Rectal prolapse: a historical perspective.
Department of Colorectal Surgery, Digestive Disease Institute, Cleveland Clinic Foundation, Mayfield Heights, Ohio, USA.Current problems in surgery (Impact Factor: 1.42). 09/2009; 46(8):602-716. DOI:10.1067/j.cpsurg.2009.03.006
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ABSTRACT: Aim: Validated guidelines for the surgical and non-surgical treatment of rectal prolapse (RP) do not exist. The aim of this international questionnaire survey was to provide an overview of the evaluation, follow-up and treatment of patients with an internal or external RP. Method: A 36 question questionnaire in English about the evaluation, treatment and follow-up of patients with rectal prolapse was distributed amongst surgeons attending the congresses of the European Association for Endoscopic Surgery (EAES) and the European Society of Coloproctology (ESCP) in 2010. It was subsequently sent to all the members of the American Society of Colon and Rectal Surgeons (ASCRS) and the ESCP by email. Results: Three hundred and ninety one surgeons in 50 different countries completed the questionnaire. Evaluation, surgical treatment and follow-up of patients with RP differed considerably. For healthy patients with an external RP, laparoscopic ventral rectopexy (LVR) was the most popular treatment in Europe, whereas laparoscopic resection rectopexy (LRR) was favored in North America. There was consensus only on frail and/or elderly patients with an external prolapse, with a preference for a perineal technique. After failure of conservative therapy, internal RP was mostly treated by LRR in North America. In Europe, LVR and stapled transanal rectal resection (STARR) were the most popular techniques for these patients. Conclusion: The treatment of RP differs between surgeons, countries and regions. Guidelines are lacking. Prospective comparative studies are warranted that may result in universally accepted protocols. © 2012 The Authors Colorectal Disease © 2012 The Association of Coloproctology of Great Britain and Ireland.Colorectal Disease 06/2012; · 2.08 Impact Factor
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ABSTRACT: Laparoscopic ventral rectopexy (LVR) is an established technique for the treatment of rectal prolapse. Several techniques and devices can be used for proximal mesh fixation on the sacral promontory during this procedure. The aim of this study was to compare the fixation strength of a recently introduced screw for mesh fixation on the promontory during LVR with two other frequently used techniques. An ex vivo experimental model using a porcine spinal column was designed to measure the strength of proximal mesh fixation. In a laparoscopic box trainer, a polypropylene mesh was anchored on the spinal column using three different fixation methods, i.e., the Protack 5-mm tacker device, Ethibond Excel 2-0 stitches, and the Karl Storz screw. Subsequently, increasing traction was applied to the mesh. This traction was applied at a standardized angle as determined by measuring the mean angle between the site of distal mesh fixation on the rectum and a line straight through the sacral promontory on 12 random dynamic MR scans of the pelvic floor after the LVR procedure. The applied force was measured at the moment that the fixation broke, using a calibrated electronic Newton meter. All fixation methods were tested ten times. The mean angle, as measured on the MR scans, was 100°. The mean disruption force, which led to a break of the proximal mesh fixation, was 58 N for the three Protack tacks, 55 N for the two stitches, and 70 N for the new screw. The use of a screw therefore led to a significantly stronger fixation compared to the use of stitches (p ≤ 0.05). No significant difference was determined between the tacks and the screw fixation and between the tacks and the stitches fixation. The new screw for proximal mesh fixation during LVR procedures offers similar fixation strength when compared to tacks. The use of one screw for proximal mesh fixation is therefore a reasonable alternative to the use of several tacks or sutures.Surgical Endoscopy 02/2012; 26(8):2208-12. · 3.43 Impact Factor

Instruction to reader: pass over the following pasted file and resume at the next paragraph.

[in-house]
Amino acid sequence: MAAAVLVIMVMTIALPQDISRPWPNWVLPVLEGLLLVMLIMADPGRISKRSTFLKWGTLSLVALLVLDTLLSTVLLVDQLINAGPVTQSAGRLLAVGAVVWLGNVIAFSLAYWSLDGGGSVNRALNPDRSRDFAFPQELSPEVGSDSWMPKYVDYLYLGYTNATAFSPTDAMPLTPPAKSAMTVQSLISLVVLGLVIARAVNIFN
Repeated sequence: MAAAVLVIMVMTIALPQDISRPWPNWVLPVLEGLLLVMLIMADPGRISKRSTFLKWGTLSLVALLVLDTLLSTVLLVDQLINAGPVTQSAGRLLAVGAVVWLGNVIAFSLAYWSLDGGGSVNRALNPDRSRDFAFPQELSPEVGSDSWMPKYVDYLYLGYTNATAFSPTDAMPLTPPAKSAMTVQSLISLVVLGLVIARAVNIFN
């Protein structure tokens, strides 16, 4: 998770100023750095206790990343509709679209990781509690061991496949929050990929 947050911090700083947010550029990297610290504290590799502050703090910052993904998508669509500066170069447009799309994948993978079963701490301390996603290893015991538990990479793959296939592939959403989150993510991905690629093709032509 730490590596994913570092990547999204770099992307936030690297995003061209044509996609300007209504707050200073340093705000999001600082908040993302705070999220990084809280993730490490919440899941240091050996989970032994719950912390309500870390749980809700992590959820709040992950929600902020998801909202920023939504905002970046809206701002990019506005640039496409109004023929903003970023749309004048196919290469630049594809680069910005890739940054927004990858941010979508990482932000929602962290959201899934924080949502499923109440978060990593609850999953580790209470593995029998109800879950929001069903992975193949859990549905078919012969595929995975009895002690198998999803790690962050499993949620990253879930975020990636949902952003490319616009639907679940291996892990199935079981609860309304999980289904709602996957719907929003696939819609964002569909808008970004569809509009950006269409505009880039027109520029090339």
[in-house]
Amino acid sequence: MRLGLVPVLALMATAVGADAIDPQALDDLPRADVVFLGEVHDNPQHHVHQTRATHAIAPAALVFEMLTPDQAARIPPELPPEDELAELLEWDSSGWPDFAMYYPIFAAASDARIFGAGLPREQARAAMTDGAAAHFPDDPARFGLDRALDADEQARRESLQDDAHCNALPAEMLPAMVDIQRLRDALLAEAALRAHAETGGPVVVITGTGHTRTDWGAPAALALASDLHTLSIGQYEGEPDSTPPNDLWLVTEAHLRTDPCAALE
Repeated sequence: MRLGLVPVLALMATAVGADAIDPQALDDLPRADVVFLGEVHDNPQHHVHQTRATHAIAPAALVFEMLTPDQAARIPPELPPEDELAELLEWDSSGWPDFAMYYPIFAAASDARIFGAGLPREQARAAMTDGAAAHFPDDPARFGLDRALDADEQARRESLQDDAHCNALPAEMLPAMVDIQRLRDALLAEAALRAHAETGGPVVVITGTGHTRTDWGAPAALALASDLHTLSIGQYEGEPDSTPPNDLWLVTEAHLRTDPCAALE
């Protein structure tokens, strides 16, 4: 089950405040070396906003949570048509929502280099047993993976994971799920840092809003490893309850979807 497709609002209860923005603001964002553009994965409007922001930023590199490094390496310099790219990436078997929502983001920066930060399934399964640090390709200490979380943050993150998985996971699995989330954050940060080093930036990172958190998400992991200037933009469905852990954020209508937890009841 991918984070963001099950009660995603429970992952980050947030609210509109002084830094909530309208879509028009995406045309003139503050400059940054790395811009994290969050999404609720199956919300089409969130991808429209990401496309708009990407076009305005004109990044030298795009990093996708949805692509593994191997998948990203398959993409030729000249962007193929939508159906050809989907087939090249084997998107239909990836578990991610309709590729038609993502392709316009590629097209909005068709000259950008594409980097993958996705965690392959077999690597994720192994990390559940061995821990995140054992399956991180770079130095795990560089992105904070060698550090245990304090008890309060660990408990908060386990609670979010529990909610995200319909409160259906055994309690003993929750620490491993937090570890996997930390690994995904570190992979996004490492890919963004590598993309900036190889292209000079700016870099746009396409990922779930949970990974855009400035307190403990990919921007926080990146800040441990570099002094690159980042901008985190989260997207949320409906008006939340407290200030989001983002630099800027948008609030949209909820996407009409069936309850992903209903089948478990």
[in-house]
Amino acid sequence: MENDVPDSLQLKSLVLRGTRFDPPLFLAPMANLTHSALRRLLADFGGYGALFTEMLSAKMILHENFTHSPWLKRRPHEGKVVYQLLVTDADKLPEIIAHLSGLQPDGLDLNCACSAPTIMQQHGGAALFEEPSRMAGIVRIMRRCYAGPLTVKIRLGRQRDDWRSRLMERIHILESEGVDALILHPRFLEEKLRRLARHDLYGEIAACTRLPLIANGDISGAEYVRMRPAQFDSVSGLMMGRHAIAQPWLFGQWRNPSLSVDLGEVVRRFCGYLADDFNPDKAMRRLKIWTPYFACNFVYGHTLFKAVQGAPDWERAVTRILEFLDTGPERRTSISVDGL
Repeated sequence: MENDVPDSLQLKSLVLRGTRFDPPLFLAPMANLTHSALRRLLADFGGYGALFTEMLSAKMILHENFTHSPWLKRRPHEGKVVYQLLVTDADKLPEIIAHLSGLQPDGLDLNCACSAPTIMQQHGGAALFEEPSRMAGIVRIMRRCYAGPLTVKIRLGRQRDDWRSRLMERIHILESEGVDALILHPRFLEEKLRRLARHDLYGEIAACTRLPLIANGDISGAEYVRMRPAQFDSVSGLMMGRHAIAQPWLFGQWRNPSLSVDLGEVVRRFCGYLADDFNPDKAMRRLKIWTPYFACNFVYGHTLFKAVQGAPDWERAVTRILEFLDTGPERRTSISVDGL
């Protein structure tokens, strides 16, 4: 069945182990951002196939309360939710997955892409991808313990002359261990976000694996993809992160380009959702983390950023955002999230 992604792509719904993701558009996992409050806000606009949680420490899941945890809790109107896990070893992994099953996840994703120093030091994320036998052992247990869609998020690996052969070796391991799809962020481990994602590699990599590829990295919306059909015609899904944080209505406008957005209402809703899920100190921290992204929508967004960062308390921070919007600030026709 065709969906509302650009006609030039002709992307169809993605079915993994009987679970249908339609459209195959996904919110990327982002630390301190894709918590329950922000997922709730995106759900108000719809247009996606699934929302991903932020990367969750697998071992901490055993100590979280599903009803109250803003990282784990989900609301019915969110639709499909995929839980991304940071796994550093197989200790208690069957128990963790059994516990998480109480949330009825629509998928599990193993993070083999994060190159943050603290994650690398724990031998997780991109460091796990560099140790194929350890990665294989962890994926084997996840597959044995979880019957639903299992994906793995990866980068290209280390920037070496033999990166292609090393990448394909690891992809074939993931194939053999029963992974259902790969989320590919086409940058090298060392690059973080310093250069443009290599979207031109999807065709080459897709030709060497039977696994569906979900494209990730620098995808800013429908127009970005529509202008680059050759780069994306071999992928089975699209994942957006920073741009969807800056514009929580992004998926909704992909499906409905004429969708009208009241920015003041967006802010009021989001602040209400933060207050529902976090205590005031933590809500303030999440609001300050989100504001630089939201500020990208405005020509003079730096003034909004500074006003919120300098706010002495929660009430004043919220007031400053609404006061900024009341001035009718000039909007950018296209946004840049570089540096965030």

- Journal of Emergency Medicine 04/2013; · 1.33 Impact Factor
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